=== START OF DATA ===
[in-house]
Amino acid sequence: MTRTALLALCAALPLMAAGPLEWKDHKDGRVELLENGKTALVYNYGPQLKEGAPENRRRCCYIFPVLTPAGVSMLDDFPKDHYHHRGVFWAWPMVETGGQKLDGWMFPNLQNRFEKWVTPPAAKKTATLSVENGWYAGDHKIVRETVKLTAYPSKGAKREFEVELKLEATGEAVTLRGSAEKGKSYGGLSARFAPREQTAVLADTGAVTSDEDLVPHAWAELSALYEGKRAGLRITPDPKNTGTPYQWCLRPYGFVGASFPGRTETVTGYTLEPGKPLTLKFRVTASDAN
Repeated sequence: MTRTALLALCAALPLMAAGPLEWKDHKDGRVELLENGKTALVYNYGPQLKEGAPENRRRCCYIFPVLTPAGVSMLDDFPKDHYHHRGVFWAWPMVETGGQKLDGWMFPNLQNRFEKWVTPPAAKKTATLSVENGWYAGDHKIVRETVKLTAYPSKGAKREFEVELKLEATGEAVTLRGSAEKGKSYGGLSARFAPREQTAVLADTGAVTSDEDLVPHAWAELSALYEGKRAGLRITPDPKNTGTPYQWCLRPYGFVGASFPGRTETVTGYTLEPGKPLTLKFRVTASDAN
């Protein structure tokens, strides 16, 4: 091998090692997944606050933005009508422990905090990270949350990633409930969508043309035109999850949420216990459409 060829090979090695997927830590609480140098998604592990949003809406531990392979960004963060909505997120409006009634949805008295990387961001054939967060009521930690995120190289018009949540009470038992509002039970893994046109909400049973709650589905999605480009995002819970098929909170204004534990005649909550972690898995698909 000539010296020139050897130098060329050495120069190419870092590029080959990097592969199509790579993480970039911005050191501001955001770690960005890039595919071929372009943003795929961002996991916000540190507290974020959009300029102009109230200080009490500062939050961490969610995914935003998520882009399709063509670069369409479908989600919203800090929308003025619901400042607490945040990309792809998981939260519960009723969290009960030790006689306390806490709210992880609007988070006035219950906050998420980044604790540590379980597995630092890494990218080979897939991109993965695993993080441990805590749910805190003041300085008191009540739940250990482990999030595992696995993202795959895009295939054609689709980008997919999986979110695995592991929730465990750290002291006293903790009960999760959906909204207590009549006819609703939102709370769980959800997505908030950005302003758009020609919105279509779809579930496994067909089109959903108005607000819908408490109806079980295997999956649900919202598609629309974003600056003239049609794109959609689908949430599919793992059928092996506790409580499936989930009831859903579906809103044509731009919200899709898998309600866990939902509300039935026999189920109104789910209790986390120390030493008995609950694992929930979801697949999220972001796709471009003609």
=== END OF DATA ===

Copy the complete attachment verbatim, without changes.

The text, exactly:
[in-house]
Amino acid sequence: MTRTALLALCAALPLMAAGPLEWKDHKDGRVELLENGKTALVYNYGPQLKEGAPENRRRCCYIFPVLTPAGVSMLDDFPKDHYHHRGVFWAWPMVETGGQKLDGWMFPNLQNRFEKWVTPPAAKKTATLSVENGWYAGDHKIVRETVKLTAYPSKGAKREFEVELKLEATGEAVTLRGSAEKGKSYGGLSARFAPREQTAVLADTGAVTSDEDLVPHAWAELSALYEGKRAGLRITPDPKNTGTPYQWCLRPYGFVGASFPGRTETVTGYTLEPGKPLTLKFRVTASDAN
Repeated sequence: MTRTALLALCAALPLMAAGPLEWKDHKDGRVELLENGKTALVYNYGPQLKEGAPENRRRCCYIFPVLTPAGVSMLDDFPKDHYHHRGVFWAWPMVETGGQKLDGWMFPNLQNRFEKWVTPPAAKKTATLSVENGWYAGDHKIVRETVKLTAYPSKGAKREFEVELKLEATGEAVTLRGSAEKGKSYGGLSARFAPREQTAVLADTGAVTSDEDLVPHAWAELSALYEGKRAGLRITPDPKNTGTPYQWCLRPYGFVGASFPGRTETVTGYTLEPGKPLTLKFRVTASDAN
């Protein structure tokens, strides 16, 4: 091998090692997944606050933005009508422990905090990270949350990633409930969508043309035109999850949420216990459409 060829090979090695997927830590609480140098998604592990949003809406531990392979960004963060909505997120409006009634949805008295990387961001054939967060009521930690995120190289018009949540009470038992509002039970893994046109909400049973709650589905999605480009995002819970098929909170204004534990005649909550972690898995698909 000539010296020139050897130098060329050495120069190419870092590029080959990097592969199509790579993480970039911005050191501001955001770690960005890039595919071929372009943003795929961002996991916000540190507290974020959009300029102009109230200080009490500062939050961490969610995914935003998520882009399709063509670069369409479908989600919203800090929308003025619901400042607490945040990309792809998981939260519960009723969290009960030790006689306390806490709210992880609007988070006035219950906050998420980044604790540590379980597995630092890494990218080979897939991109993965695993993080441990805590749910805190003041300085008191009540739940250990482990999030595992696995993202795959895009295939054609689709980008997919999986979110695995592991929730465990750290002291006293903790009960999760959906909204207590009549006819609703939102709370769980959800997505908030950005302003758009020609919105279509779809579930496994067909089109959903108005607000819908408490109806079980295997999956649900919202598609629309974003600056003239049609794109959609689908949430599919793992059928092996506790409580499936989930009831859903579906809103044509731009919200899709898998309600866990939902509300039935026999189920109104789910209790986390120390030493008995609950694992929930979801697949999220972001796709471009003609």